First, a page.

When they are short at linebacker, the Tennessee Titans have a solution – in case of emergency, insert long snapper.
For seven years now, long snapper Ken Amato has practiced every practice with the Titans linebacker corps, sat in every linebacker meeting and has been available just in case he is needed. In that time, Amato has gotten into a handful of games, sometimes in Tennessee’s extra linebacker package, sometimes because of a rash of injuries and has managed to record seven total tackles outside his special teams work.
“I go to all the linebacker meetings. I do pretty much everything the linebackers do except play,” Amato said. “I’ve probably gotten into about seven games or something like that, give or take a little bit.”
That’s because even though he’s a linebacker, the Titans see him as something much more valuable.
Playing linebacker is something Amato enjoys doing, and probably would do more often, were he not the Titans’ long snapper who had both his 2005 and 2007 seasons cut short by season-ending injuries. Amato broke his leg seven games into the ’05 season, and tore the ACL in his knee two years ago, again in the seventh game.
“They used to let me do a lot more but I broke my leg one year and then had the ACL, so I’ve had to cut back on what I do,” said Amato, who played linebacker at Montana State.
The Titans even have taken him off the kickoff coverage teams because of the fear of losing a valuable specialist to another injury unnecessarily. Before the injuries came, Amato was on a number of special teams units and had 19 special teams tackles his first two seasons with the club.
Out of harm’s way
Certainly as a part of the placekicking sequence, the Titans can ill afford anything that might jeopardize the timing of field goals and extra points. That’s why kicker Rob Bironas would prefer Amato say out of harm’s way as much as possible.
“He loves hitting people. He played linebacker in college, and he’s gotten out there and played some linebacker for us in emergency situations when we’ve needed him,” Bironas said. “Obviously, it’s not something I personally want him out there doing.”
Amato has not played linebacker in an actual game since 2006, but still works some there in practice when needed. He said if long snapping was all he did in practice that he would get bored pretty quickly.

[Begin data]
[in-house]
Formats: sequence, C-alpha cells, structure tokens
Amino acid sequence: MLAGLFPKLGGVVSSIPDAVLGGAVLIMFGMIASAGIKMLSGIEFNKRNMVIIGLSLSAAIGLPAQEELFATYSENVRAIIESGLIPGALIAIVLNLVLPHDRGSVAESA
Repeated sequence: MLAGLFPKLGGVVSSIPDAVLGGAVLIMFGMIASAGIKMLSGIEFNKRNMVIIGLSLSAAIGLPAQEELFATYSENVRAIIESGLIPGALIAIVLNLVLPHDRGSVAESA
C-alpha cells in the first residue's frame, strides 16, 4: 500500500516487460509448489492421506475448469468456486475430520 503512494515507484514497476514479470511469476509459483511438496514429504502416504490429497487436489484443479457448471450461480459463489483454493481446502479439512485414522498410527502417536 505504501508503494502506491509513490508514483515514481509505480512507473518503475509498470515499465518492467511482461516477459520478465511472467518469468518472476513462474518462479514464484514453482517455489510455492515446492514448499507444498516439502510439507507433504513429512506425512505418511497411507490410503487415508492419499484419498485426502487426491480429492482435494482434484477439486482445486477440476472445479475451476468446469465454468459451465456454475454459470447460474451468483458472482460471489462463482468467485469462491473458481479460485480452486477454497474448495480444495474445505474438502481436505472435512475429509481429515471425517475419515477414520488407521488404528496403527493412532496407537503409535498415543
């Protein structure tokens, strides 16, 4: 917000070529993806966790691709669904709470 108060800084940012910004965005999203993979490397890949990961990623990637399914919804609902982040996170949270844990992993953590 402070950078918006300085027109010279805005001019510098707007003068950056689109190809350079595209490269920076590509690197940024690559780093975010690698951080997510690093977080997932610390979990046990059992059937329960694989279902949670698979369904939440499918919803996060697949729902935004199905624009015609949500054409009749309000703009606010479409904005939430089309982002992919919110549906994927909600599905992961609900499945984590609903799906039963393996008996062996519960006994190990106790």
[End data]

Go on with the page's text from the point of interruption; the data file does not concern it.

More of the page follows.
“I couldn’t do it. I’d get bored. I’d rather be out there running around or something. It’s always more fun to be out there,” he said.
Last week, Amato got a chance to work in drills, thanks to Colin Allred’s sprained ankle that left the Titans with only two middle linebackers in practice.
But even with the Titans shorthanded in the preseason opener against Buffalo Sunday night, coaches refrained from putting him into the fray — especially in an exhibition game.
Linebackers coach Dave McGinnis holds Amato in high regard in part because of his value on the practice field and in the meeting room.
“He is very well respected on this football team. In the linebacker room, he’s very well respected. He knows all three positions,” McGinnis said. “I can put him in anywhere that I want to out here in practice.
“He’s extremely valuable. He’s our long snapper and he does so many things. The fact that he has stayed so current at the linebacker position, he’s there at every one of my linebacker meetings, he’s the first one in the meetings and last one to leave. He knows it.”
Case in point: After one practice last week, veteran outside linebacker Josh Stamer was talking to Amato in the locker room and listening to Amato’s explanation of what he saw on a particular play and how it was defensed.
Two of the Titans leaders at the linebacker position, Keith Bulluck and David Thornton, wholeheartedly endorse Amato as a full-fledge member of the linebacker group, despite his lack of game time there.
“He’s our utility linebacker. He would be in there more if Coach Mac would let him, but he’s definitely seen live action,” Bulluck said. “The whole thing with Kenny is he’s just so valuable to our special teams. He’s our long snapper, and they try and limit his drills. But he definitely likes to get out there and mix it up at linebacker. That’s his position. We look at him as a linebacker who snaps.”
Waiting on a call-up
One of Amato’s first games at linebacker came against Green Bay on Monday Night Football in 2004 at Lambeau Field. In the extra ‘backer package, Amato came onto the field and made key tackle to help snuff out a Packers drive in that game.
Thornton said he has confidence that Amato would again come through if called upon.
“He understands every position at linebacker, not just the middle, and he can do the job very well. It’s an asset to us to have a guy in that position who can do more than one thing,” Thornton said. “Hopefully, we don’t have to use him too much, but in the event that something did happen, I think guys in our locker room and our team meeting room are confident that Kenny could go out and get the job done.”
That’s because Amato takes the time to continually adjust and stay up to date at the position by paying attention in meetings and on the practice field.
It is something that, when his playing career is finally over, could serve him well if he ever wants to pursue coaching as a profession, according to McGinnis.
“When Ken Amato is through playing this game at a professional level, when his career is finally over, if he ever wants to coach, I would recommend him to anybody for their staff, because he is high quality,” McGinnis said.
That will have to wait, because Amato, who joined the Titans in 2003, is having too much fun playing — even in a specialized role.
“I just enjoy playing the game, so whatever I can do whenever I can do it. I enjoy playing the game, it doesn’t matter where it is,” he said.